A few years ago, part of our Christmas activities included an evening at Place des Arts, a performing arts centre in Montreal, where we went to see a special Christmas show with friends. The presentation, called Noëlissme (in English, “Extreme Christmas”), was a series of vignettes illustrating various traditional Christmas celebrations in Quebec.

The show was fast-paced and entertaining, although at times a little risqué. One vignette showed Santa going from house to house, getting behind schedule because he was spending too much time visiting all the attractive women in the town. The laughter demonstrated that the crowd of 2,500 had fully entered the humour and irreverence of the evening.

Then there was a change of scene and a change of mood. The new setting was a small village in rural Quebec and again there were several vignettes.

The spotlight came up on a young girl sitting and shivering in the village square. She had run away from home after a quarrel with her parents. They had said some awful things to each other. She desperately wanted to find the courage to go back home, yet as she sat there, tears streaming down her face, she argued with herself and finally concluded that she would not be accepted. She felt she could not go back.

Then the spotlight shifted to a man on the other side of the stage, sitting alone on a bench in the dining hall of a lumber camp. He was reflecting on his life and feeling the emptiness of it all. His slumped shoulders and vacant gaze revealed a profound loneliness. As he sat there, he began to mumble a simple prayer to “p’tit Jesus”—a phrase that’s a sort of coded prayer in Québecois for someone who has weak faith, but a deep spiritual and emotional hunger and sense of need.

Then the two scenes faded and the centre stage lit up, with crowds gathered for the Christmas Eve midnight mass. A tenor soloist caressed the words of the beloved Minuit Chrétiens (the original French version of O Holy Night) to the accompaniment of the grand organ. The rising passion of the anthem soars as the choir joins in the refrain, “Fall on your knees.…”

In that moment, you could sense the impact of the powerful words on those present at Place des Arts. The lyrics speak of God as man, who came down to us to wipe out our sin and set us free from our oppression. The whole world trembles with hope! We who were slaves can now become part of the family. The song climaxed with the soloist, full choir and organ raising this marvelous anthem of the wonder of the Incarnation.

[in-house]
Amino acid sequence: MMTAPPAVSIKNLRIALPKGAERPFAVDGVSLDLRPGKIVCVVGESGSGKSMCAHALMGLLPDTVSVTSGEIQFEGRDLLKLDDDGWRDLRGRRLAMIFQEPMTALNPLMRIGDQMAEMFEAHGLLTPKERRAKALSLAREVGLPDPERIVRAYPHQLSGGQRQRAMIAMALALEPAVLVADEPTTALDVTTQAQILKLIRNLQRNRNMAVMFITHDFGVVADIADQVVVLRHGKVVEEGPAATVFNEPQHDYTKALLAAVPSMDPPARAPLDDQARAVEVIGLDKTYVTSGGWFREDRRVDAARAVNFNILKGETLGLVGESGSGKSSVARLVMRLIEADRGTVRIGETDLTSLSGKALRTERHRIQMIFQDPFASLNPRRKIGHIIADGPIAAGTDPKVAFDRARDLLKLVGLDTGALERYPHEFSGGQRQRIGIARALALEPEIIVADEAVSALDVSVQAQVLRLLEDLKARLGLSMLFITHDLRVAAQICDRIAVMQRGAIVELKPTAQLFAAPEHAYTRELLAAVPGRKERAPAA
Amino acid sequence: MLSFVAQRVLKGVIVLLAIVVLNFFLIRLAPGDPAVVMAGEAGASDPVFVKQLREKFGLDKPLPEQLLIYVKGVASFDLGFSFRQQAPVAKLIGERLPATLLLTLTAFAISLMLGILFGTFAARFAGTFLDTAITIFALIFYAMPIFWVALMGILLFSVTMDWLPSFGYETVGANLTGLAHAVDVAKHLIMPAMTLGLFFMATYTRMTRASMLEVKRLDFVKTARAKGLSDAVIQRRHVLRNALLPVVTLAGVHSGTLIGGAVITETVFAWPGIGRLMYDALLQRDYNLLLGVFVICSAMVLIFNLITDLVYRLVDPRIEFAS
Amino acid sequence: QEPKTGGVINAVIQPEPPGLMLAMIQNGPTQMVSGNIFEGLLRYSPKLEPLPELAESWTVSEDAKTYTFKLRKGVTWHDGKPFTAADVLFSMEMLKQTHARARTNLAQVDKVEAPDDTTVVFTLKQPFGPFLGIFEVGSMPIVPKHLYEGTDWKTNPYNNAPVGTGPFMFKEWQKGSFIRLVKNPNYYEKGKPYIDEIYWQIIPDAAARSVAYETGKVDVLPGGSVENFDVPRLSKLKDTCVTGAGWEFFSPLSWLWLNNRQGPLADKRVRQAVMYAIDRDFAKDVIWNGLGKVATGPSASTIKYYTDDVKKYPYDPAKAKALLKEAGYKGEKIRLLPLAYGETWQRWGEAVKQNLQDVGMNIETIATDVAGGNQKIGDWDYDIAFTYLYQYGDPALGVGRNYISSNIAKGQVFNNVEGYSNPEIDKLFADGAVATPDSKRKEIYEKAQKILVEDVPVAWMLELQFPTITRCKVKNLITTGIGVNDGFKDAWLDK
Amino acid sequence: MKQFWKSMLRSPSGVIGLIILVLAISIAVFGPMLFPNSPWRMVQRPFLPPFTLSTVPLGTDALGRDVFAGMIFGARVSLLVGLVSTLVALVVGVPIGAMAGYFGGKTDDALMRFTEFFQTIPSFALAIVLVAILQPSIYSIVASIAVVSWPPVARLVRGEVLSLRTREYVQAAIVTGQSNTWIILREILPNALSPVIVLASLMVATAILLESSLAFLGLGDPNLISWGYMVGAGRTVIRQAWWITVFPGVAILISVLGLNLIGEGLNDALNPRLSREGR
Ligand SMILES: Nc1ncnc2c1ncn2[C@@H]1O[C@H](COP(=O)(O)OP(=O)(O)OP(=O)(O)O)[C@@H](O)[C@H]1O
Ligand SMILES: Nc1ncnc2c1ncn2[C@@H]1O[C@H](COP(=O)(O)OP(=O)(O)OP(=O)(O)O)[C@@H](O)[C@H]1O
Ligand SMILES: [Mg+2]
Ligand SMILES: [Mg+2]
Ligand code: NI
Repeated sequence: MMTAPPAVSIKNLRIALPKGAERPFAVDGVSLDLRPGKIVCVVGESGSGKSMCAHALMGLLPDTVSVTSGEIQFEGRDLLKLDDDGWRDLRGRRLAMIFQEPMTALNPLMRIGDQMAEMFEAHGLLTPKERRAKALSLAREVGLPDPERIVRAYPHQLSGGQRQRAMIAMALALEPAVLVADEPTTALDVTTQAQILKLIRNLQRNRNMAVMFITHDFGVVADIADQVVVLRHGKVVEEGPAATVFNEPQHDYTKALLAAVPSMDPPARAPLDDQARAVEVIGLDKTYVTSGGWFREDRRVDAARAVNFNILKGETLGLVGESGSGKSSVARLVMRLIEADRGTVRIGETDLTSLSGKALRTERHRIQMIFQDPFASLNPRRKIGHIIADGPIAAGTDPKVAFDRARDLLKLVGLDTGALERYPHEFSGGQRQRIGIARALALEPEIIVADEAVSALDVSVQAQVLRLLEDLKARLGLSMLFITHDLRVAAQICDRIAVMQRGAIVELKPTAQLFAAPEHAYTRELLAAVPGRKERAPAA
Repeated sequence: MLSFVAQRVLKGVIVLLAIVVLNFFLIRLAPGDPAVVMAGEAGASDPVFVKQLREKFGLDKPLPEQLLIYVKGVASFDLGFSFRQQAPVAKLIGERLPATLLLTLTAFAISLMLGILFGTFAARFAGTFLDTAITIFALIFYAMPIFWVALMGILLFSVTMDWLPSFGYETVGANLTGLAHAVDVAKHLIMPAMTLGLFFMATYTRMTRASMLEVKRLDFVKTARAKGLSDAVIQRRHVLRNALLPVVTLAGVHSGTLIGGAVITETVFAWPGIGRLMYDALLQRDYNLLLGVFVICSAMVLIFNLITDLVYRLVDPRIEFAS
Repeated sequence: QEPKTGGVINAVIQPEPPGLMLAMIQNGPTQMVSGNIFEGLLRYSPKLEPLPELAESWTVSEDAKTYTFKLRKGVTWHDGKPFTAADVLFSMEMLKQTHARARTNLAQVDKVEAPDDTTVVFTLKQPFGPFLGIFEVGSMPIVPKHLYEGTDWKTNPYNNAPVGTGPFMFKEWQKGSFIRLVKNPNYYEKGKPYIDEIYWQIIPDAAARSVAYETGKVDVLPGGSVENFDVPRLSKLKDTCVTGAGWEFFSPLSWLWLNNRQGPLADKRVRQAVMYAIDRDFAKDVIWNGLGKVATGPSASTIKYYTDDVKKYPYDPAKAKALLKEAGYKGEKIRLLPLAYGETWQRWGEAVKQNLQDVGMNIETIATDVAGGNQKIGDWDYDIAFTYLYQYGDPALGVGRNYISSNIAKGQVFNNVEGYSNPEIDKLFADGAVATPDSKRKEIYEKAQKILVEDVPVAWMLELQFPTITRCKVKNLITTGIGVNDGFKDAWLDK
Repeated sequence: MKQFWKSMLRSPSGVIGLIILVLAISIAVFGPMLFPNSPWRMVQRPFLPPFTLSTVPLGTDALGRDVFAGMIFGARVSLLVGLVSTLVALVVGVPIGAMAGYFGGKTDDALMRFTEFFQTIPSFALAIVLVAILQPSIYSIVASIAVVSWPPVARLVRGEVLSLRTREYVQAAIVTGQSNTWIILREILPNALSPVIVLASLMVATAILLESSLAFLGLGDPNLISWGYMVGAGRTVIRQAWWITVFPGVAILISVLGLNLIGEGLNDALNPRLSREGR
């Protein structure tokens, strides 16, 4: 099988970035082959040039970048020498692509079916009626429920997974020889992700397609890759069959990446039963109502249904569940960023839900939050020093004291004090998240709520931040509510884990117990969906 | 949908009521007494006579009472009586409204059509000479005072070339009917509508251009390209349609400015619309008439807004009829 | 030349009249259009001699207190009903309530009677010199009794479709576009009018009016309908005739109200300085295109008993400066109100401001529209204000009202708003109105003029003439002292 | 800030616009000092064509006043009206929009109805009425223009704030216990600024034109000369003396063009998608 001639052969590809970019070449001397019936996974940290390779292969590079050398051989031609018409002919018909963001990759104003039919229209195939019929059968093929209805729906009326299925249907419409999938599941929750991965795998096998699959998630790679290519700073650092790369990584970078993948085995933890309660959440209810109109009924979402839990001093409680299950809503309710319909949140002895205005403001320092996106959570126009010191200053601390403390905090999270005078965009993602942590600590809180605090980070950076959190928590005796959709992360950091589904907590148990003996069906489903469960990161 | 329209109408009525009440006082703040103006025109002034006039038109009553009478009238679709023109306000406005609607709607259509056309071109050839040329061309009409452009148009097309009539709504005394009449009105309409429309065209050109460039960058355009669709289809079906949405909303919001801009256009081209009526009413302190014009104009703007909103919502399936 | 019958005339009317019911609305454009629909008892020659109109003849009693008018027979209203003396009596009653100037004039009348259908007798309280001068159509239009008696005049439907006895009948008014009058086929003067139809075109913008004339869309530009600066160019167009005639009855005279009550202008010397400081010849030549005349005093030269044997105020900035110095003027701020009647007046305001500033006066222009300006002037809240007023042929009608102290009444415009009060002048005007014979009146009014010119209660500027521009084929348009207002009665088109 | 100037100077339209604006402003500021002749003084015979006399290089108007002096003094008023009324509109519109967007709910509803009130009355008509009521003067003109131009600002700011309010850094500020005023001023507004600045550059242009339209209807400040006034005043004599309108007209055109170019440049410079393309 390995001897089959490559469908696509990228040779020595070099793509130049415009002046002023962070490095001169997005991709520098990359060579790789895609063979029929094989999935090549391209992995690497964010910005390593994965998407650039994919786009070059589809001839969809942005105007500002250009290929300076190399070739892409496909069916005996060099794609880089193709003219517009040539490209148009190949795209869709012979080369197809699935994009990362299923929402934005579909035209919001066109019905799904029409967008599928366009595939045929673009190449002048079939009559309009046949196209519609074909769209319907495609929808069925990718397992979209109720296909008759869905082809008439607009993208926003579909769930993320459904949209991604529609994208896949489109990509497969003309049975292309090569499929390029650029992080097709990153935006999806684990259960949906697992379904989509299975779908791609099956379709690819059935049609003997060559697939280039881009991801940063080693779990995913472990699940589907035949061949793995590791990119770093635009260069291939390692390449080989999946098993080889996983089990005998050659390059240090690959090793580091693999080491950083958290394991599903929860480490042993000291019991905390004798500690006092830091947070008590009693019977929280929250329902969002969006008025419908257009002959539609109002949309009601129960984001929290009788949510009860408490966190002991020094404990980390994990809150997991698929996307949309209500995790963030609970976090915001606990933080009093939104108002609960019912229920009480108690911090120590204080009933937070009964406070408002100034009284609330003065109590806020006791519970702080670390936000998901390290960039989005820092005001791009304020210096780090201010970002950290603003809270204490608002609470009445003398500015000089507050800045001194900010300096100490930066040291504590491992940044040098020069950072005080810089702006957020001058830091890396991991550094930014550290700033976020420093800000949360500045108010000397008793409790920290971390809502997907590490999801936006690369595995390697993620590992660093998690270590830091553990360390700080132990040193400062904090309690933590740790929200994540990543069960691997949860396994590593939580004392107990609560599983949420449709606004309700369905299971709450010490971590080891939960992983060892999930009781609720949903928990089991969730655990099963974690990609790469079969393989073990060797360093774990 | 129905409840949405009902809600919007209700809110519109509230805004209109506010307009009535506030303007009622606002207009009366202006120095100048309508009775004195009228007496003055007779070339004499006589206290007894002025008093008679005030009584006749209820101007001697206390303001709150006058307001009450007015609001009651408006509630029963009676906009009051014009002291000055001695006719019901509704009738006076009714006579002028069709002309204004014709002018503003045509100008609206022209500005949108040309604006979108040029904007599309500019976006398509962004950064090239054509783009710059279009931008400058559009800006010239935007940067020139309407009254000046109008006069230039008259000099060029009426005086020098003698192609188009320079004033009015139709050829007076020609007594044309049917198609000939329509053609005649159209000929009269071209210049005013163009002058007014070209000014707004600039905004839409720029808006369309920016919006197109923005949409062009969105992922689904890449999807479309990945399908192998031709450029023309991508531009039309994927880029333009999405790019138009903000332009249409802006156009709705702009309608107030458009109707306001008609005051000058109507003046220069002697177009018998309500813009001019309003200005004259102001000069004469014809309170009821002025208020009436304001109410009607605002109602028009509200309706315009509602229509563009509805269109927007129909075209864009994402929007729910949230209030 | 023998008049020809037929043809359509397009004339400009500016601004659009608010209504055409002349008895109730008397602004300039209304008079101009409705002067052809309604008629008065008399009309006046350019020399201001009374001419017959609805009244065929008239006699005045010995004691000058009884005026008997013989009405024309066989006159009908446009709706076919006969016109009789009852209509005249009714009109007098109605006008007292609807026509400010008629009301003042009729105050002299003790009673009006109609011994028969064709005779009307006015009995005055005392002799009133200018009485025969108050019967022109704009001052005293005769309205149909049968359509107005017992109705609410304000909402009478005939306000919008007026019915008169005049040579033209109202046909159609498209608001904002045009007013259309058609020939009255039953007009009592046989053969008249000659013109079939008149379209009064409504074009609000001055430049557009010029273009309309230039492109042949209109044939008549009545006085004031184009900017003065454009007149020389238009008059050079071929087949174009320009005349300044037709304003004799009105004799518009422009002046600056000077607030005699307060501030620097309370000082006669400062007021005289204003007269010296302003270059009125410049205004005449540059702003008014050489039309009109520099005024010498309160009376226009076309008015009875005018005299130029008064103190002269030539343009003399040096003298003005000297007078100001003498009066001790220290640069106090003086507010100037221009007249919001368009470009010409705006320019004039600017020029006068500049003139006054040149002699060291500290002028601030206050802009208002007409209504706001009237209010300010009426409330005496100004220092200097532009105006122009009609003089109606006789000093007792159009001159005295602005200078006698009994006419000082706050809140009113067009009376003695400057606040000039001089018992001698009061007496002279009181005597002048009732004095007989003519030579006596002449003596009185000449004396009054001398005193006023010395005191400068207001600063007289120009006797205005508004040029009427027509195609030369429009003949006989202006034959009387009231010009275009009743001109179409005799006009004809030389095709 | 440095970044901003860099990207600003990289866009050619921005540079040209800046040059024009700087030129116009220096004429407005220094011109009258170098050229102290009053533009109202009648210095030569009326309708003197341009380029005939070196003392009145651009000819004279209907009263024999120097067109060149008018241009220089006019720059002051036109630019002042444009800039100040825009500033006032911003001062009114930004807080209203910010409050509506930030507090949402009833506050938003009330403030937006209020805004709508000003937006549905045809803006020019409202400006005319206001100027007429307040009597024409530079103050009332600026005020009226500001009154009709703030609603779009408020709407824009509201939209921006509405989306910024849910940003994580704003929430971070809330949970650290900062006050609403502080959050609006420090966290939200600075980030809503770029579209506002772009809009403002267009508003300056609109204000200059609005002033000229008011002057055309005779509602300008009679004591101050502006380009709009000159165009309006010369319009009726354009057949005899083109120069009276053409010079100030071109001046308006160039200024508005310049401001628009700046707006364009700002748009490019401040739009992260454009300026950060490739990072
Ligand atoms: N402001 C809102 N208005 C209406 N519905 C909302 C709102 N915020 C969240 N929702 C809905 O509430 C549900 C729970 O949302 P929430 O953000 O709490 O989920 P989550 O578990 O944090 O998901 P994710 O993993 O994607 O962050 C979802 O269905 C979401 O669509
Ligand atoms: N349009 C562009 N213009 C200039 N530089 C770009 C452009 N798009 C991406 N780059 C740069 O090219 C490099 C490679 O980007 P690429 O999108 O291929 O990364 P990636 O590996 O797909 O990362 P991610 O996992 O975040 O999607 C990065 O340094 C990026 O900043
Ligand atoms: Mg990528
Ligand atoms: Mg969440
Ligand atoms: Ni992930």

Then the music faded and a sacred hush filled the room, bringing the first act of the show to a close. As we reflected during the intermission on what had just occurred, we were struck by the strange juxtaposition. An audience that five minutes before had been belly laughing at a ribald view of Santa now sat in reverent silence. The power of the message had touched an unanticipated chord.

We witnessed how a hunger for the gospel emerges in the most unexpected times and places. God was demystified when he came to us in Jesus. In him is found the answer to our most profound needs. As the wise writer of Ecclesiastes said, God has “set eternity in the human heart” (Ecclesiastes 3:11). And when we realize it, suddenly Christmas makes a great deal of sense. 

Colonel Eleanor Shepherd is a retired Salvation Army officer.

Read Colonel Shepherd’s story, “I Knew You Would Come,” in Christmas with Hot Apple Cider: Stories from the Season of Giving and Receiving, available at hotappleciderbooks.com.

Feature photo: ©SOPHIE-CARON/iStock.com

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